Intellectual Property Transactions: Dealing with Financial Hardship imposed by COVID-19
Very few, if any, commercial enterprises will not be affected by the current COVID-19 pandemic and the measures governments are introducing to combat it. This applies as much to parties to intellectual property arrangements as it does to parties to any other commercial arrangement. However, this article will deal specifically with the issues which are most likely to arise in the context of the licensing of intellectual property rights.
As a general proposition, the terms of the particular intellectual property licence under consideration will govern the extent to which commercial hardship will affect the requirement for observance of the obligations and the exercise of contractual rights under the arrangement. For instance, if the licence contains a hardship clause or a force majeure clause then analysis of the relevant clause to see whether it applies in the present circumstances would be required. We comment further on force majeure clauses here.
Contracts governed by overseas laws: hardship clauses and other provisions
Whilst it is probably fair to say that hardship clauses are relatively uncommon in Australia in domestic contracts, some foreign countries actually provide for contractual hardship in their legislation. In China, for example, the Supreme Court handed down the following direction in the Interpretation of the Supreme People’s Court on Several Issues Concerning the Application of the Contract Law of the People’s Republic of China in 2009:
‘Interpretation (II) Article 26: After the contract was established, where the objective circumstances have major changes that are unforeseeable and not a commercial risk caused by force majeure when entering into the contract, the continued performance of the contract is obviously unfair to one party or the purpose of the contract cannot be achieved, the party can request the People’s Court to modify or terminate the contract. The People’s Court shall determine whether to modify or terminate the contract in accordance with the principle of fairness and the actual situation of the case.’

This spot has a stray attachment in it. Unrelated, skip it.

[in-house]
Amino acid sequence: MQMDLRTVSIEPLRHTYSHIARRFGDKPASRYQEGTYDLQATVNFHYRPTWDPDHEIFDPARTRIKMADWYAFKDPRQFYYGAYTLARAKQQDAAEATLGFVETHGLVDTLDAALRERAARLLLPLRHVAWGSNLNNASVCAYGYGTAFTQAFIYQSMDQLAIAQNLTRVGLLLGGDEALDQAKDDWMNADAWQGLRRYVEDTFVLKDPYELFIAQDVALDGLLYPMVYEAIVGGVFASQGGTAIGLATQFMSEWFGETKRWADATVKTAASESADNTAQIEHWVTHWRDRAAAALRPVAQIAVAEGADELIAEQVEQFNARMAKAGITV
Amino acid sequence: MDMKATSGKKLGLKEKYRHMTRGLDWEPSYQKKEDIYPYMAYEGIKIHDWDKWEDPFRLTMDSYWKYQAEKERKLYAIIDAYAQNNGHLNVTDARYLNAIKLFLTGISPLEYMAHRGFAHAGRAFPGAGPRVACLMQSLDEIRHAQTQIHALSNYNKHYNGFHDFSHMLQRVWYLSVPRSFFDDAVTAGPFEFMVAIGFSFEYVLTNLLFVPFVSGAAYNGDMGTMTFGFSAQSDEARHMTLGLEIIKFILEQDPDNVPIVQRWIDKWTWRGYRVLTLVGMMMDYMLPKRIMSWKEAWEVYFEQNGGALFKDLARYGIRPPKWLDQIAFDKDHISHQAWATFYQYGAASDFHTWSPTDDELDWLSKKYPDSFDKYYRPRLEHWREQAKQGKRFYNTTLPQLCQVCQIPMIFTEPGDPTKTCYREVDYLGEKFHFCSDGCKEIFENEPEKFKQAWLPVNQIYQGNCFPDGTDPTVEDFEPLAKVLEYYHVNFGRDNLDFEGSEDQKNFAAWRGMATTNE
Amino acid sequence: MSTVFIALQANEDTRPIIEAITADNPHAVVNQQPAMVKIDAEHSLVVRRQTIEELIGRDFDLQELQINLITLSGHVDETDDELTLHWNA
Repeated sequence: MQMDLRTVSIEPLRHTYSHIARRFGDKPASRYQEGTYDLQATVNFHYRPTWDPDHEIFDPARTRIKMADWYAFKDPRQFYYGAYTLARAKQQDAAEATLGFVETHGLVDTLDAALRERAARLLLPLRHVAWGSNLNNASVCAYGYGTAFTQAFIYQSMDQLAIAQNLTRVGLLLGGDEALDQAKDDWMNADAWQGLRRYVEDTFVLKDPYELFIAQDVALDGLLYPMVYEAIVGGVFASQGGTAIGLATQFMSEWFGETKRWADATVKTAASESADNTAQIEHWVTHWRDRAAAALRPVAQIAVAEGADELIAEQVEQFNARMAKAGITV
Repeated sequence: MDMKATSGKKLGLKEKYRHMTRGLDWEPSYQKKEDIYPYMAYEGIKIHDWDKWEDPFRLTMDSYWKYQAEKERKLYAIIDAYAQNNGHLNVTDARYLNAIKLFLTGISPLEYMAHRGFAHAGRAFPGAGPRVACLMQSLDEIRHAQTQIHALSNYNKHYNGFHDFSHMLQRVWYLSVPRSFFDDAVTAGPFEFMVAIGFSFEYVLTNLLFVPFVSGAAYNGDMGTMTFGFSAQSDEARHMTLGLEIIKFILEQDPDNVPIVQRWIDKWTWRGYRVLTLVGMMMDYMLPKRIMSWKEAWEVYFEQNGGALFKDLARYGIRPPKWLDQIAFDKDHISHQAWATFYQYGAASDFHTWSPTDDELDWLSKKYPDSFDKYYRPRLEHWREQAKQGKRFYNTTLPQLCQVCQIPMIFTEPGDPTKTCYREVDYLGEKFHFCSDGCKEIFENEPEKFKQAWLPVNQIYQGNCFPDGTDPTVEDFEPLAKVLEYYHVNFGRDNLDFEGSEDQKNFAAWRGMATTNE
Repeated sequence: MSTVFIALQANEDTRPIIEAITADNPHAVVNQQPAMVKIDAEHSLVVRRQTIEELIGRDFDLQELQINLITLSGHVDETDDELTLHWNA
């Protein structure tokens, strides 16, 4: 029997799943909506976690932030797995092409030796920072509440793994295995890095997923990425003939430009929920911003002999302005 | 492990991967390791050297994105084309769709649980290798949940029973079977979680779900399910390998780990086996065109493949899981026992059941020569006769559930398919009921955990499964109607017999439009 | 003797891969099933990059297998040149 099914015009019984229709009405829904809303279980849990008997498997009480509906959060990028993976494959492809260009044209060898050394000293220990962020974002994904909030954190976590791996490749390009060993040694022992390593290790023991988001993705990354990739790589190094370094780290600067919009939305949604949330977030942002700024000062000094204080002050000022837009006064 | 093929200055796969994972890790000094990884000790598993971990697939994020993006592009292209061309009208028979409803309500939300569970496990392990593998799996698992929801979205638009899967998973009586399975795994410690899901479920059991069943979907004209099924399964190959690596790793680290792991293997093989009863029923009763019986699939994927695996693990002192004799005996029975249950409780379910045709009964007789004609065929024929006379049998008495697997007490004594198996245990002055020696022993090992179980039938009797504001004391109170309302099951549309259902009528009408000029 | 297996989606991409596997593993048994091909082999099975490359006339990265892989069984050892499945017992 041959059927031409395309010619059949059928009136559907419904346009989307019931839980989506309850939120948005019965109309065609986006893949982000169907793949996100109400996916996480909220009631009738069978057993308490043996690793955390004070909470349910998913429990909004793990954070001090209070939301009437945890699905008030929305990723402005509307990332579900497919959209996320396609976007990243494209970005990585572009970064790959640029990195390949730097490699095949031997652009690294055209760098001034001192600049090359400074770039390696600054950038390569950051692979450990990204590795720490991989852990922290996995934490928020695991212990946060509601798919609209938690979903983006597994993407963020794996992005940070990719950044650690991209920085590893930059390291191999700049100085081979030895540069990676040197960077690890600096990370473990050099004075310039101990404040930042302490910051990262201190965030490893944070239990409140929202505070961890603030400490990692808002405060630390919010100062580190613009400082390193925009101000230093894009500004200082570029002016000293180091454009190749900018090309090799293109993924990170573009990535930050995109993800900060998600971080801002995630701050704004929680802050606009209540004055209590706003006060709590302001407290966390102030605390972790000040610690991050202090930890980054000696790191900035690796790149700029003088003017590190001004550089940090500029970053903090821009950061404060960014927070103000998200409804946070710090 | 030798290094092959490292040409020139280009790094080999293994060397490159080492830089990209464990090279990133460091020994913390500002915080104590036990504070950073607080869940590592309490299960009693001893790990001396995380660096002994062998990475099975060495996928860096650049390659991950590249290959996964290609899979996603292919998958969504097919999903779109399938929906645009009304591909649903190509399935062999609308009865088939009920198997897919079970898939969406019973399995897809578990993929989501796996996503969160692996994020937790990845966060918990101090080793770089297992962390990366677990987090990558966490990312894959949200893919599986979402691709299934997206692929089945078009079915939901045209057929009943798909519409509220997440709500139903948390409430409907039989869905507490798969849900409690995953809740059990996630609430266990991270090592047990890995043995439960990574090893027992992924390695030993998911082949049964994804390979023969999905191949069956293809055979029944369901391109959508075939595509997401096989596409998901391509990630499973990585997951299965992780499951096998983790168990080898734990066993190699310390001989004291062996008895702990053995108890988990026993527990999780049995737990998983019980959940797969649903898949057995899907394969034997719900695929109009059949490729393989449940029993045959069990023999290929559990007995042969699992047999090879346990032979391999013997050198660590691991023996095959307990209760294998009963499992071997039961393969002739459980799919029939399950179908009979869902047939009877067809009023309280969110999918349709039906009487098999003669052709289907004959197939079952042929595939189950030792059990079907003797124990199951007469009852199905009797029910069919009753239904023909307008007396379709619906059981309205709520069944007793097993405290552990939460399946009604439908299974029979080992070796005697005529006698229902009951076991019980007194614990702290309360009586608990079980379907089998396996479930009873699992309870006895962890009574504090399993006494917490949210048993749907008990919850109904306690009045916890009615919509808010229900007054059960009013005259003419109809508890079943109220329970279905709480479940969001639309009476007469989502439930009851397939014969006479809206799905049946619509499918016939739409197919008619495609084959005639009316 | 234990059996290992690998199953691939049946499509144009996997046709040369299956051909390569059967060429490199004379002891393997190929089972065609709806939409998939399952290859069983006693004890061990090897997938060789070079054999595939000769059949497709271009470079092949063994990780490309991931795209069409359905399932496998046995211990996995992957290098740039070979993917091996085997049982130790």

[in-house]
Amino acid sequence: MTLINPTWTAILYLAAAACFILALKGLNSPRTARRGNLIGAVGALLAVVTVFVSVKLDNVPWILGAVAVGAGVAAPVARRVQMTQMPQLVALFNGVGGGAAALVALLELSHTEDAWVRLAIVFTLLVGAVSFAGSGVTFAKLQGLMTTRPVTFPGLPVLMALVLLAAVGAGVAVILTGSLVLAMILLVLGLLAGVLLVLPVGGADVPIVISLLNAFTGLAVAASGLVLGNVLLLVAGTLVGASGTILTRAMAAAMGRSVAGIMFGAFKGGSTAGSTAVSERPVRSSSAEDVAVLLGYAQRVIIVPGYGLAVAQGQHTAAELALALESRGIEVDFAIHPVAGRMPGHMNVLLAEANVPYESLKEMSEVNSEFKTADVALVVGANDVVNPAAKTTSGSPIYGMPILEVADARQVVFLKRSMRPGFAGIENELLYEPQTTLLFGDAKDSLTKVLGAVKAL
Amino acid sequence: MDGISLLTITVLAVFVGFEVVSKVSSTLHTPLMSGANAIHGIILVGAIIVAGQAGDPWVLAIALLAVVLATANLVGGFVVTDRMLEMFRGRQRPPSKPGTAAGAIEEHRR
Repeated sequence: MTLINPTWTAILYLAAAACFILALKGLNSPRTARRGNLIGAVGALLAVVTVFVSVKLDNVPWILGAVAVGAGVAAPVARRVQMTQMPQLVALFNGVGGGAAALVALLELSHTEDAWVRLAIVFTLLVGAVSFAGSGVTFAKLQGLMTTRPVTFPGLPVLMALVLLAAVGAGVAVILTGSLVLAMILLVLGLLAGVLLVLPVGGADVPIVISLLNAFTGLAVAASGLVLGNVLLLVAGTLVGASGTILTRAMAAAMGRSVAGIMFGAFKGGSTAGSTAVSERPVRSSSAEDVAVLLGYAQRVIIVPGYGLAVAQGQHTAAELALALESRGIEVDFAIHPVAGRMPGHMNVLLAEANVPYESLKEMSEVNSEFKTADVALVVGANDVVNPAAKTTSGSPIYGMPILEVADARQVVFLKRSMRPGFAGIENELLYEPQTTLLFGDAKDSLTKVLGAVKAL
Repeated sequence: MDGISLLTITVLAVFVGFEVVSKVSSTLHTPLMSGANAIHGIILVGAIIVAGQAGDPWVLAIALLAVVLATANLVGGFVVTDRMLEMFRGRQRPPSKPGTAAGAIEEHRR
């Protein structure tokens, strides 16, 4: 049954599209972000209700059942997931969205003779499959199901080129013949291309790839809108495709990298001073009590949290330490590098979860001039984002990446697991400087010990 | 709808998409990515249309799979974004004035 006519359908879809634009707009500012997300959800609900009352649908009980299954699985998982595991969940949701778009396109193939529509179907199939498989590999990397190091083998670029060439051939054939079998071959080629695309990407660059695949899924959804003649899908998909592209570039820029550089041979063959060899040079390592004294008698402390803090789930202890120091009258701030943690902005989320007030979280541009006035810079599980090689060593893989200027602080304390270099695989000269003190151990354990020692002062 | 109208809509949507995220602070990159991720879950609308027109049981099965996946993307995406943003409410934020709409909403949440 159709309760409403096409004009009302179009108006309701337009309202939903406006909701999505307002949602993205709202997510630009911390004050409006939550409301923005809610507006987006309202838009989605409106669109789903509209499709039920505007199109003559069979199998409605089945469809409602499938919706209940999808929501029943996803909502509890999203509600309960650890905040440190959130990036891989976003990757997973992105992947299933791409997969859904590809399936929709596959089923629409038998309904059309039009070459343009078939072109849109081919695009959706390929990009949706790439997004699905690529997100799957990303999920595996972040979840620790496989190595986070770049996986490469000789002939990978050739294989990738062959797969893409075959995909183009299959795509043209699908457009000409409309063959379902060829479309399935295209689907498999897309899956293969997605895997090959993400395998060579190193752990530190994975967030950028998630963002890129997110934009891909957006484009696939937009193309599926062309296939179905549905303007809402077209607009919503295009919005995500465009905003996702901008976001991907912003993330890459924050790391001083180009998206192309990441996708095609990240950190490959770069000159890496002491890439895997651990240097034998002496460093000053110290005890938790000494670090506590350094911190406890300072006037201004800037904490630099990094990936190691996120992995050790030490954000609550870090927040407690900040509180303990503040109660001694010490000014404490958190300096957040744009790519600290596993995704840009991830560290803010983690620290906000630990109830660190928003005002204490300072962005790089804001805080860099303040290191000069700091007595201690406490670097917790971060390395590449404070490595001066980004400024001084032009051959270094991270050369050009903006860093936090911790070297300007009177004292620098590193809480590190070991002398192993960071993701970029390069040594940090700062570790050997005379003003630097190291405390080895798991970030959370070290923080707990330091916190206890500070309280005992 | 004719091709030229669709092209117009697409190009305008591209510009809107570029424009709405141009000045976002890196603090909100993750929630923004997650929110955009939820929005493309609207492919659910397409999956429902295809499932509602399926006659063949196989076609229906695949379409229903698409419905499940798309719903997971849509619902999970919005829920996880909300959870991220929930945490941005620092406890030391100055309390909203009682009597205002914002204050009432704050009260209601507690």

Other examples of countries which have provisions in their law dealing with changed circumstances leading to hardship include France (Article 1195 of the French Civil Code), Germany and Switzerland. Thus, in all cases it will be important to determine and have regard to the law to which the licence is subject.
The situation regarding circumstances amounting to force majeure is much the same. Some countries, such as China, have provided for force majeure in their contract law. Once again, the questions will be: what law governs the contract; do the current circumstances fit within the statutory provisions; and, are/can the provisions be excluded by the express terms of the licence.
The Vienna Convention on Contracts for the International Sale of Goods
A force majeure provision might also be available to a distressed licensee if the licence qualifies as a contract for the sale of goods between parties which have places of business in different contracting states under the Vienna Convention on Contracts for the International Sale of Goods. This will be rare because the Convention does not apply to contracts ‘… in which the preponderant part of the obligations of the party who furnishes the goods consists in the supply of labour or other services’. In a licence context the main service provided is likely to be the licence itself. However, where the Convention does apply, Article 79 provides that:
‘A party is not liable for a failure to perform any of his obligations if he proves that the failure was due to an impediment beyond his control and that he could not reasonably be expected to have taken the impediment into account at the time of the conclusion of the contract or to have avoided or overcome it or its consequences.’